Market Capitalization or “Market Cap” shows how much the market values a company. We can calculate Market Cap by multiplying the total number of outstanding shares by the current share price.
Here is the formula of Market Cap:
Market Cap = share price x number of shares outstanding
Imagine there is a new company that decided to go public (conduct IPO). Investment banks help the company to determine how many shares to issue and at what price. Let’s say the company decided to issue one million shares at $10 each. Hence, the Market Cap will be 1,000,000 x $10 = $10,000,000.
The company has been doing well, steadily growing its earnings over time. At the same time, people, seeing the successes of the company, become more optimistic about its future growth prospects and potential dividends. So, the public keeps eagerly buying the company’s shares, and the share price grows to $20.00 per share. Now, the Market Cap of the same company is 1,000,000 x $20 = $20,000,000.
What has changed, or what does the bigger Market Cap tell us about the company? The reason why the people kept buying the company’s shares and pushing the price higher is their faith in the value of the company.
We can conclude that the Market Cap represents the collective perception of the company’s value and the faith in its future growth.
Why it is important?
The Market Cap and its size is the result of the collective esteem by the market participants as they express their outlook about the company by buying or selling the stock and moving its market price in either direction. It’s important to understand, although the size of the Market Cap is the result of the judgements of many people, it doesn’t always show us the real value of the company. People are prone to mistakes in all aspects of their lives, and investments are not an exception. If even the professionals or “the smart money” are not so smart at times, how about the general public? People often follow dubious rumors or buy and sell out of strong emotions. So how can anything dependent on the market price objectively represent the actual value of a company? Only by analyzing the company’s fundamentals in context, investors can get closer to the truth.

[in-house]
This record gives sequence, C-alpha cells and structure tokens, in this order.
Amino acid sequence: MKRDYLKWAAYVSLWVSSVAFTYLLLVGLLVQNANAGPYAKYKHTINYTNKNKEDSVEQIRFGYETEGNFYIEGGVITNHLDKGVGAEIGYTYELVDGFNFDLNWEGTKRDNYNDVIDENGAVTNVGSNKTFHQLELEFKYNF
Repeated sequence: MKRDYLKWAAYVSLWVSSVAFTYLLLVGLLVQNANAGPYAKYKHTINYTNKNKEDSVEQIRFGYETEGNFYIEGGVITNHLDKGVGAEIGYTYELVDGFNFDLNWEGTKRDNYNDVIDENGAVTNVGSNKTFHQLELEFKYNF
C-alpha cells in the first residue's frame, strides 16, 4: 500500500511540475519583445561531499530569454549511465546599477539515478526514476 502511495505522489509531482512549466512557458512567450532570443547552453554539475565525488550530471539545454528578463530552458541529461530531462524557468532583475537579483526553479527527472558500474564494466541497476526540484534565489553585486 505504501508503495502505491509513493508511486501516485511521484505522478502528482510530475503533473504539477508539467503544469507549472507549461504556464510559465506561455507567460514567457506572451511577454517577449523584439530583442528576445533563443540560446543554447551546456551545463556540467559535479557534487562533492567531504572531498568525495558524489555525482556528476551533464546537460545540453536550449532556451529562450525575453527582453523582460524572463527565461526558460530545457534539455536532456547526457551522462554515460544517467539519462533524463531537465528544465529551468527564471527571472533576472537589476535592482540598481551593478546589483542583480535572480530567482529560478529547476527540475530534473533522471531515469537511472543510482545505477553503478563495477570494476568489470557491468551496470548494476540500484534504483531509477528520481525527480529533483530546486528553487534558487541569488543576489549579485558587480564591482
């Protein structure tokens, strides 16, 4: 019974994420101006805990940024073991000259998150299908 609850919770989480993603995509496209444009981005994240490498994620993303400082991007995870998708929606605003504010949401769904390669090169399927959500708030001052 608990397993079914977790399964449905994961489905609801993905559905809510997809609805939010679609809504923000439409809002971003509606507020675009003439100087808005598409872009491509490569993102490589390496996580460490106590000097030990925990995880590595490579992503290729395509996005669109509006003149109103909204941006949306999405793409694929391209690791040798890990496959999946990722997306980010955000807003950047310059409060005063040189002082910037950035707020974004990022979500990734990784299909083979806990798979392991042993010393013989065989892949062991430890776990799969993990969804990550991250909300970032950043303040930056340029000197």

What does the Market Cap size tell us?
Different groups of Market Caps range by their sizes. Every group implies specific risk parameters of the stocks in them. A prudent combination of the Market Caps from different groups can efficiently diversify a portfolio and meet the investment objectives of an investor.
Large-cap are companies that have over $10 billion market capitalization. Large-caps are usually well-established, successful companies that can generate a predictable amount of earnings consistently. Investors that are interested in the low risk and predictable dividends along with the significant likelihood of capital gain over time want to look into Large caps. The examples of such companies are Amazon.com, JPMorgan Chase & Co. or Microsoft.
Mid-cap companies range from $2 billion to $10 billion in market capitalization. They are typically established companies, although less than the Large-caps. Mid-caps are still in the phase of growth and carry a higher risk than the large-caps.
Small-cap is a group of companies that have the market capitalization between $300 million to $2 billion. These are young, dynamic companies that often do business in the specific niches and new industries. Investors usually see the highest growth potential in Small-caps. Along with the more significant growth potential, these small companies are riskier as they are more sensitive to the adverse changes in the economy. Small-caps are generally more volatile and less liquid than more prominent companies.
Micro-cap is the group of the smallest companies with the Market Cap between $50 million and $300 million. The majority of the companies in this group are penny stocks as they’re traded below $5 per share.
Market Cap and the Big Picture
Industry top professionals like Warren buffet and the investment management firm Wilshire Associates, Inc. used the Market Cap of the whole US market to invent the famous “Buffet Indicator” and the “Wilshire 5000 to GDP Ratio” respectively (see the charts below).
In essence, both indicators are the ratios of the total US market capitalization to the US GDP. The only difference is that Buffet Indicator is published quarterly, therefore lags three months behind, although it offers more historical data than Wilshire 5000 to GDP Ratio, starting from the 1940s.
When the ratios are at the mean average, the stock market is at the fair value. When the ratio is above or below the mean, the stock market is considered overvalued or undervalued.
The Bottom line
Market Cap can give investors a general picture about the potential growth and risks of investing in the company. However, to get a more objective view of the company’s value, investors should still look into the fundamentals in the financial statements. Total Market Cap to GDP ratio can give us a perspective about the value of the stock market as a whole.